How Variable-Compression Engines Work
Internal combustion engines have a specification called “compression ratio.” This specification refers to the volume in each engine cylinder when the piston is at the bottom divided by the volume when the piston is at the top. Typical compression ratios are 9:1, 10:1, and higher. The problem is that having one fixed compression ratio, say 10:1, at work in an engine at all times means that compromises need to be made. The holy grail for engine designers would be an engine that can change compression ratios on the fly.
Why multiple compression ratios are better
A high compression ratio means you’re squeezing the air-fuel mixture in the engine’s combustion chambers tightly, which in turn means more power and fuel efficiency. The catch is that engines with superchargers and turbochargers don’t like high compression ratios. Why? Their job is to pull in extra air and jam it into the engine. If the air is already tightly compacted and the turbo forces in even more, then the air-fuel can ignite before it should resulting in damaging engine knock. So engineers are caught in a tug of war. They would like a compression ratio that’s high for the sake of power and efficiency, but not so high that engine knock damages the engine. As we mentioned before, wouldn’t it be nice to be able to change the engine’s compression ratio on the fly?
Infiniti engineers figure it out
Infiniti was one of the first companies to decide they wanted to perfect variable compression technology. As a result, their engineers have spent the last 20 years working on the technology. In the process, they developed more than 100 engine prototypes and spent more than 30,000 hours on test beds. The fruit of their labor is the VC-Turbo engine.
Infiniti’s VC-Turbo is a turbocharged 2.0-liter inline-four that can operate at very high compression ratios without knocking. During times of high turbo boost, the VC-Turbo’s engine management computer signals an electric motor to lower the compression ratio. When the motor isn’t using the turbocharger as much, the motor lengthens the pistons’ reach, which ups the compression ratio.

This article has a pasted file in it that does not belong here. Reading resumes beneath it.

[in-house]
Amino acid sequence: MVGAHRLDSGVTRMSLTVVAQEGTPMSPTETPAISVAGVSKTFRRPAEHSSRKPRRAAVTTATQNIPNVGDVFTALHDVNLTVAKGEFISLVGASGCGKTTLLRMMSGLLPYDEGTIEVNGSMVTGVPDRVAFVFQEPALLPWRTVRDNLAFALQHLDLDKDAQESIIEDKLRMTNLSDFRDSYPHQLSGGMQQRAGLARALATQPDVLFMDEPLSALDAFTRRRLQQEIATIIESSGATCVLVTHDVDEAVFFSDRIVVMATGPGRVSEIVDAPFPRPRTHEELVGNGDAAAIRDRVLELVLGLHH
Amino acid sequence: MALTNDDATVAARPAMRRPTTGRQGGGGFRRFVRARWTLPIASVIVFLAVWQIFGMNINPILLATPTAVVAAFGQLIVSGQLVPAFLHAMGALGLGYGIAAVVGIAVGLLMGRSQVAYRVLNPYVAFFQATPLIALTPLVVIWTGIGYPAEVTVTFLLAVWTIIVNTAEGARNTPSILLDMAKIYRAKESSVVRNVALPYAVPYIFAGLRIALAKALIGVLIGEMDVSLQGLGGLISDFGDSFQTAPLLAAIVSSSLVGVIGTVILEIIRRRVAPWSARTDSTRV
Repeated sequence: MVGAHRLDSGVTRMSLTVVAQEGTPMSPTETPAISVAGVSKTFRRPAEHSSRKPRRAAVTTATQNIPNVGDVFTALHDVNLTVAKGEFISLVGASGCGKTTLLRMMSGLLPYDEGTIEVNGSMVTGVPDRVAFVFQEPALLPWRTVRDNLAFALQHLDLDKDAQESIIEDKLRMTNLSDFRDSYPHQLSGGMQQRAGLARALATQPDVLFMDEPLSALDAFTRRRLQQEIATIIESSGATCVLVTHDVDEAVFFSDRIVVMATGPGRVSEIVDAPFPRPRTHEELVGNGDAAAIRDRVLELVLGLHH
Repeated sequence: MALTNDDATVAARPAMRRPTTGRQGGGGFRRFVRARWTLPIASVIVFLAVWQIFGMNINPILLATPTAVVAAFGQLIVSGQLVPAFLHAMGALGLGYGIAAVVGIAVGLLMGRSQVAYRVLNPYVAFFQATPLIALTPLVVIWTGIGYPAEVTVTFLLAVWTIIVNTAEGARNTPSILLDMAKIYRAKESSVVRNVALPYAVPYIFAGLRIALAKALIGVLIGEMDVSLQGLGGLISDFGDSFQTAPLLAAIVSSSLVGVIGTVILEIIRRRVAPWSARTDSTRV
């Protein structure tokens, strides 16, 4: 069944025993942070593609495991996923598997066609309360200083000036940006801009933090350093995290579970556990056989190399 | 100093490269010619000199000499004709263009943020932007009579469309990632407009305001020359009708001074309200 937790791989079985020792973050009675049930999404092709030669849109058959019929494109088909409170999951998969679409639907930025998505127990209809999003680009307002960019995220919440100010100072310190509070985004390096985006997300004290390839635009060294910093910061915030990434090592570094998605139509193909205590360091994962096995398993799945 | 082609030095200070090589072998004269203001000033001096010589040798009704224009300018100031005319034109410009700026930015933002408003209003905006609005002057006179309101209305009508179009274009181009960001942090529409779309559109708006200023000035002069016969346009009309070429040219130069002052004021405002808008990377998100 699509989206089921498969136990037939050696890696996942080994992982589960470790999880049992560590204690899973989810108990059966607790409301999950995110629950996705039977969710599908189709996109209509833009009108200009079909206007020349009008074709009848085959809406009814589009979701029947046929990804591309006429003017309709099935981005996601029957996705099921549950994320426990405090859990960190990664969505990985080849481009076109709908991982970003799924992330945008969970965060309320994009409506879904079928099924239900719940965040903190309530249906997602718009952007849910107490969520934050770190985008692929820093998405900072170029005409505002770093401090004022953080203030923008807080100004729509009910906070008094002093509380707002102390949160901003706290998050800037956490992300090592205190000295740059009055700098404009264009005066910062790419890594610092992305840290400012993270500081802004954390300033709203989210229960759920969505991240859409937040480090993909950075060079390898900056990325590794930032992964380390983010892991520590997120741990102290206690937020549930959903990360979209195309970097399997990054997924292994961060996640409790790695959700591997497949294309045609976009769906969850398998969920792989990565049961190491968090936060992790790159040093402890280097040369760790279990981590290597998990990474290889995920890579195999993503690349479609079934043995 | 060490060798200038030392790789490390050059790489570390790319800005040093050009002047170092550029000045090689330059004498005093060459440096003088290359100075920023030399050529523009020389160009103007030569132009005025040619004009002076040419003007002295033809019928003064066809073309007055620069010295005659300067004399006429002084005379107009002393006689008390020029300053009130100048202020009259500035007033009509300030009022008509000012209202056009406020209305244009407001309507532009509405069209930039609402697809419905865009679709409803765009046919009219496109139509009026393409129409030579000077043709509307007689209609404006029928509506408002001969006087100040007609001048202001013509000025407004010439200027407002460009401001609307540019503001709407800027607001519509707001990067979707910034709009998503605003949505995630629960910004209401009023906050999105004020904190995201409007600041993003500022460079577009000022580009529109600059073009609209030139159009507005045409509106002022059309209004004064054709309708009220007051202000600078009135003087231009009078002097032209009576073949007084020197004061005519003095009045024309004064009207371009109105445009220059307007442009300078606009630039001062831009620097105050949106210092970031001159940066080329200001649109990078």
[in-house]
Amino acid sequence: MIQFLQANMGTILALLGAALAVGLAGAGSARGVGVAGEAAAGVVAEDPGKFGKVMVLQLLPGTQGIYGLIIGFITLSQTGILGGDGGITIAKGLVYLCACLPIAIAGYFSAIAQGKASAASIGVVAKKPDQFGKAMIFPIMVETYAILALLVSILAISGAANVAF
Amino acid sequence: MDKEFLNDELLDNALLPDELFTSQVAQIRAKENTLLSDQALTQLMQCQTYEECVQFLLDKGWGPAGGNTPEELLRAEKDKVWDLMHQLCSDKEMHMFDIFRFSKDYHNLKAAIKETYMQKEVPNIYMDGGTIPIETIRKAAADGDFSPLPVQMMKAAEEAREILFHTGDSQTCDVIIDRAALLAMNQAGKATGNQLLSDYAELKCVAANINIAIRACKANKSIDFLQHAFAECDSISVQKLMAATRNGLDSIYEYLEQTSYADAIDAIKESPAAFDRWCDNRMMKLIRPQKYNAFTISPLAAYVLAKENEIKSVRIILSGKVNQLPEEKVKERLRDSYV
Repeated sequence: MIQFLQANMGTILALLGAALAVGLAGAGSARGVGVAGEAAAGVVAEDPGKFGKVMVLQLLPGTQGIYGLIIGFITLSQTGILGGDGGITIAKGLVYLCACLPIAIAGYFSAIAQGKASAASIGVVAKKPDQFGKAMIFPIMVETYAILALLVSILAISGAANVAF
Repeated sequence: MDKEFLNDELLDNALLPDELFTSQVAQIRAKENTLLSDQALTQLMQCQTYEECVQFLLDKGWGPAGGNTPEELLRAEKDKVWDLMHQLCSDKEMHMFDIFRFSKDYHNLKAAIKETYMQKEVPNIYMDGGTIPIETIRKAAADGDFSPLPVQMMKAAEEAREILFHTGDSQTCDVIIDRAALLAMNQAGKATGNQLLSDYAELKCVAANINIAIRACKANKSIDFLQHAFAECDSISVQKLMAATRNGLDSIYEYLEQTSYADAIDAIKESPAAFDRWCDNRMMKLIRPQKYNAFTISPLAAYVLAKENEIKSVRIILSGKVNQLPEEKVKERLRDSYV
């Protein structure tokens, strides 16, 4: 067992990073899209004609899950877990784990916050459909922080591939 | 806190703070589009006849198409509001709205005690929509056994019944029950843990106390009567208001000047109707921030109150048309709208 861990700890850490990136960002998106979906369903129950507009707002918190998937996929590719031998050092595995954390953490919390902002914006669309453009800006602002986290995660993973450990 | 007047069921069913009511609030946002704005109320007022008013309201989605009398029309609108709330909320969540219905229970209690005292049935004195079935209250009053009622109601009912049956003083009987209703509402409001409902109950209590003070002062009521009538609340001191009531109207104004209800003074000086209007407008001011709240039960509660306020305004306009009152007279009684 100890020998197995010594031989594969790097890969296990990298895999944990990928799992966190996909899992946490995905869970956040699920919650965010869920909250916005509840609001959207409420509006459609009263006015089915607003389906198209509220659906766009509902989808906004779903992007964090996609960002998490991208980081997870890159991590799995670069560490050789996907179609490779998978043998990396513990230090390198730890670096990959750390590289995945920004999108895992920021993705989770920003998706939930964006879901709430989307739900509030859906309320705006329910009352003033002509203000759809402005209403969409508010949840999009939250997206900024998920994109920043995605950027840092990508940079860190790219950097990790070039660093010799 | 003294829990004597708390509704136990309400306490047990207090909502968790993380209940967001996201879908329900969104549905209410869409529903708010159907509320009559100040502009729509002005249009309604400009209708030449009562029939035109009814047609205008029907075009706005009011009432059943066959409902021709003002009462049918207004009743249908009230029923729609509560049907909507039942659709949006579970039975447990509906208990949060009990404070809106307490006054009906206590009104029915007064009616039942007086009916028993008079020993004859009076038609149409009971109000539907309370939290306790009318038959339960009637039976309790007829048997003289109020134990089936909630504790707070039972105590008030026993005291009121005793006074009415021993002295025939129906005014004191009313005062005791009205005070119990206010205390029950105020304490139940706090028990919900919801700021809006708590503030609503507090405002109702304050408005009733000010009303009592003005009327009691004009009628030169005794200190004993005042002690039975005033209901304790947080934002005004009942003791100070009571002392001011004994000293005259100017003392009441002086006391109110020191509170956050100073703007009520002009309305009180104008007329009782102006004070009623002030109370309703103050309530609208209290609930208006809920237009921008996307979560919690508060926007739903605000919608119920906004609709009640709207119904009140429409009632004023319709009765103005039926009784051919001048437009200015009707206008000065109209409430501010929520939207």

Fancy motor mounts too
The engineers wanted variable compression and a smooth running engine too. They accomplished this by ditching the two balance shafts that conventional inline-fours have to balance out vibrations. They accomplished this with another new technology: active motor mounts. Sensors integrated in the upper engine mounts detect vibrations from the VC-Turbo, then creates opposing vibrations to cancel them out. All together, the design knocks nine decibels off the previous engine noise, making their new four-banger almost as quiet as a V6 design.
And Atkinson cycle
The VC-Turbo can also run in Atkinson-cycle to boost gas mileage. Our consultant at Brennan Chrysler, Dodge of Ruston, LA explained that Atkinson cycle engines work by creating a small window of time in which the engine’s intake valves open slightly, drawing extra air into the combustion chambers right as the pistons begin to compress the fuel-air mixture. By reducing the engine’s volume, it lets the engine act like a smaller, more efficient engine. Atkinson-cycle engines are common in hybrid gasoline-electric cars that emphasize fuel efficiency and in which electric motors compensate for the reduced power, but it’s rare on straight-fuel engines.
Times are a changing
Toughening fuel economy and emissions standards are squeezing internal combustion engine engineers. However, car companies expect gas-only motors to stick around for a while. The key to the future is technology that makes smaller engines perform like the big power mills of recent years. Variable ratio compression is one technique that works.